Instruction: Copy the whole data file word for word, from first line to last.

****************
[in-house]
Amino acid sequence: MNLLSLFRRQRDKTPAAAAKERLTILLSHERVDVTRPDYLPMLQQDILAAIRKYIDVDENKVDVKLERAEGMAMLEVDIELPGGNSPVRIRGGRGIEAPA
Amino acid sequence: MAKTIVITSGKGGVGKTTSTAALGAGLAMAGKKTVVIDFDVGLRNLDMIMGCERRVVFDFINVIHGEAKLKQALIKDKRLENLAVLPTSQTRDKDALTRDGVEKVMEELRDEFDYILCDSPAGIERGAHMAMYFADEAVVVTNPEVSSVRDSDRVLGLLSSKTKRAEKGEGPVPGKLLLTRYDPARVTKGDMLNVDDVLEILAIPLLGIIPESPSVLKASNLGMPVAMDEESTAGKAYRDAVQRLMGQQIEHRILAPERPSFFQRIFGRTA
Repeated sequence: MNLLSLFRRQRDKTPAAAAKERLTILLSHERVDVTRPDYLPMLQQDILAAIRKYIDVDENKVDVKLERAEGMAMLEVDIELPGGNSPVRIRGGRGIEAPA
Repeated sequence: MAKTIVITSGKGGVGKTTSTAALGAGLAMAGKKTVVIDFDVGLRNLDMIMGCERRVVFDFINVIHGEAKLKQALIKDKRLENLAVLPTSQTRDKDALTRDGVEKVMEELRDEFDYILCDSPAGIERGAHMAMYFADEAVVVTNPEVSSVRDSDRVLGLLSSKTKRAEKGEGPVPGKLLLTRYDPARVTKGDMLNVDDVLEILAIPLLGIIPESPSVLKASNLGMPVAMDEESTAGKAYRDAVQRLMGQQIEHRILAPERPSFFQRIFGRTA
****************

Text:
[in-house]
Amino acid sequence: MNLLSLFRRQRDKTPAAAAKERLTILLSHERVDVTRPDYLPMLQQDILAAIRKYIDVDENKVDVKLERAEGMAMLEVDIELPGGNSPVRIRGGRGIEAPA
Amino acid sequence: MAKTIVITSGKGGVGKTTSTAALGAGLAMAGKKTVVIDFDVGLRNLDMIMGCERRVVFDFINVIHGEAKLKQALIKDKRLENLAVLPTSQTRDKDALTRDGVEKVMEELRDEFDYILCDSPAGIERGAHMAMYFADEAVVVTNPEVSSVRDSDRVLGLLSSKTKRAEKGEGPVPGKLLLTRYDPARVTKGDMLNVDDVLEILAIPLLGIIPESPSVLKASNLGMPVAMDEESTAGKAYRDAVQRLMGQQIEHRILAPERPSFFQRIFGRTA
Repeated sequence: MNLLSLFRRQRDKTPAAAAKERLTILLSHERVDVTRPDYLPMLQQDILAAIRKYIDVDENKVDVKLERAEGMAMLEVDIELPGGNSPVRIRGGRGIEAPA
Repeated sequence: MAKTIVITSGKGGVGKTTSTAALGAGLAMAGKKTVVIDFDVGLRNLDMIMGCERRVVFDFINVIHGEAKLKQALIKDKRLENLAVLPTSQTRDKDALTRDGVEKVMEELRDEFDYILCDSPAGIERGAHMAMYFADEAVVVTNPEVSSVRDSDRVLGLLSSKTKRAEKGEGPVPGKLLLTRYDPARVTKGDMLNVDDVLEILAIPLLGIIPESPSVLKASNLGMPVAMDEESTAGKAYRDAVQRLMGQQIEHRILAPERPSFFQRIFGRTA